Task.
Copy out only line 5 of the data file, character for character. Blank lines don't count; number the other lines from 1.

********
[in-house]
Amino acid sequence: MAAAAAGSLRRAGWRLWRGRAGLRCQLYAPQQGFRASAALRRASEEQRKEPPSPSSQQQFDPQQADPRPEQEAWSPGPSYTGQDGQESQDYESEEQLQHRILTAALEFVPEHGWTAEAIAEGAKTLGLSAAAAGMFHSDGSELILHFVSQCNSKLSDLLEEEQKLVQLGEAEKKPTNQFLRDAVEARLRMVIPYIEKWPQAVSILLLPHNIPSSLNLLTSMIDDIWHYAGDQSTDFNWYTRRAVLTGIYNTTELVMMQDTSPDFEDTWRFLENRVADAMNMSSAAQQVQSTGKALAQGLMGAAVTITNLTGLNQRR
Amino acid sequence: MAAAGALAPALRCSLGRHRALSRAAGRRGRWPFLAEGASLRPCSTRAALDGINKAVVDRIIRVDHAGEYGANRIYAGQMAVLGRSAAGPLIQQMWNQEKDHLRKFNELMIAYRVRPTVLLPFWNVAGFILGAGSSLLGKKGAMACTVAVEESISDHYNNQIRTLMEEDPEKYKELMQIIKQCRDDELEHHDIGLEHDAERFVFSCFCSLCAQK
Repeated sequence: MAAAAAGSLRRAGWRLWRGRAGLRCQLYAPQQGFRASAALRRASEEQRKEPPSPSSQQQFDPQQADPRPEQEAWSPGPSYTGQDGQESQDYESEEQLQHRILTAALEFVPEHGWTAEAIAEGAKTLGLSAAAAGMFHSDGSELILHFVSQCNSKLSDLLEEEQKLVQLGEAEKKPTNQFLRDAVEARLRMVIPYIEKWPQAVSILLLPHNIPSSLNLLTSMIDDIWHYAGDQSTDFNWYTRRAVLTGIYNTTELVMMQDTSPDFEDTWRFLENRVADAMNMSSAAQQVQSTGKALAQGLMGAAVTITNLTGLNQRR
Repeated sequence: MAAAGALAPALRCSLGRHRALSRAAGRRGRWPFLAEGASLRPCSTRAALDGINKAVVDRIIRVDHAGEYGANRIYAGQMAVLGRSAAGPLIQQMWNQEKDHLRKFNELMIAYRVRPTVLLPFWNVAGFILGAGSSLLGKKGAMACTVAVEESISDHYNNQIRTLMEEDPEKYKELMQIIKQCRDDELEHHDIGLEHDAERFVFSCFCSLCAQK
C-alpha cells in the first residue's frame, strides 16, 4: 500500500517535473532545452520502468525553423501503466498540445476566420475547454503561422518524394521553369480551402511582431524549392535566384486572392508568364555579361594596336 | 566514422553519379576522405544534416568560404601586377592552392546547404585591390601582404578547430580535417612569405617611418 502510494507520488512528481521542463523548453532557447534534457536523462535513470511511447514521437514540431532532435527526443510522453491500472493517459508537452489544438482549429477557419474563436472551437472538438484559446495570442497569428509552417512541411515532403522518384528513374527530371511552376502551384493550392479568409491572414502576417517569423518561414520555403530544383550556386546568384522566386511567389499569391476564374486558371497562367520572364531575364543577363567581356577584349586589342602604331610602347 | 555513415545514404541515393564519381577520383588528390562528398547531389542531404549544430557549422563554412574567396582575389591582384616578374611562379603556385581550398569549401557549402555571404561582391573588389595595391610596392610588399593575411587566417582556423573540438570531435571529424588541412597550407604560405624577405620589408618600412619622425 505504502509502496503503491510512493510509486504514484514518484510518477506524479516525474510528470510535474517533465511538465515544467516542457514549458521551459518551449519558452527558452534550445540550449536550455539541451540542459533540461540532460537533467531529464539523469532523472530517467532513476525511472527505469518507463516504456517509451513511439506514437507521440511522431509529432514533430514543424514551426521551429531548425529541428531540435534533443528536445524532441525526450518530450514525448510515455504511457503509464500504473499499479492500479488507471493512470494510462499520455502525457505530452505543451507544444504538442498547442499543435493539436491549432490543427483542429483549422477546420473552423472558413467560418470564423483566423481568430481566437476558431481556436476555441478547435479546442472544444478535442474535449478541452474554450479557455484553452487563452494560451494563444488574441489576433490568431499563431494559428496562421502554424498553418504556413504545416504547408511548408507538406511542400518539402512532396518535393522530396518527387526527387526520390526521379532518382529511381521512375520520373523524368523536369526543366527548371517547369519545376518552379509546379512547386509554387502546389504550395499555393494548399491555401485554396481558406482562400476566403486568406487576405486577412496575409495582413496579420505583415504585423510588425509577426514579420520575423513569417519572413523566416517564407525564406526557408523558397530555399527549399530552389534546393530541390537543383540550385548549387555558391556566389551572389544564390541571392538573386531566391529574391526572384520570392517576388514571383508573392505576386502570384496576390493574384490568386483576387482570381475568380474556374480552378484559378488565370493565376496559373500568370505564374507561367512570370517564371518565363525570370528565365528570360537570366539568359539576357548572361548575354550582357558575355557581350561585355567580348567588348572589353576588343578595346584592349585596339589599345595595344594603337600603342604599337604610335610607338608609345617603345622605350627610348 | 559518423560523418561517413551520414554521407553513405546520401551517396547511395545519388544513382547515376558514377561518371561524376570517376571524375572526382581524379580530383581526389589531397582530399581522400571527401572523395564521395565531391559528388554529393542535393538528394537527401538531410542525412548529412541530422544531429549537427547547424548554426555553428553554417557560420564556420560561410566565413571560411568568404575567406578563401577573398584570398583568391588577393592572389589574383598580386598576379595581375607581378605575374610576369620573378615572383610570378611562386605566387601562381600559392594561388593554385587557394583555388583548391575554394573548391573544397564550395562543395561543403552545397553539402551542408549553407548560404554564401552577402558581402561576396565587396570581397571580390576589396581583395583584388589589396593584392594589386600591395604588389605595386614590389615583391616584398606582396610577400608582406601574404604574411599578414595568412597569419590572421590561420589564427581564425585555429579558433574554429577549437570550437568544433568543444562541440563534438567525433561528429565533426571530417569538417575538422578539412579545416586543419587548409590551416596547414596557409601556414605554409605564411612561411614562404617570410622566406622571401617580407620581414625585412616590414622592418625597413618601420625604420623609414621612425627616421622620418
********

Repeated sequence: MAAAGALAPALRCSLGRHRALSRAAGRRGRWPFLAEGASLRPCSTRAALDGINKAVVDRIIRVDHAGEYGANRIYAGQMAVLGRSAAGPLIQQMWNQEKDHLRKFNELMIAYRVRPTVLLPFWNVAGFILGAGSSLLGKKGAMACTVAVEESISDHYNNQIRTLMEEDPEKYKELMQIIKQCRDDELEHHDIGLEHDAERFVFSCFCSLCAQK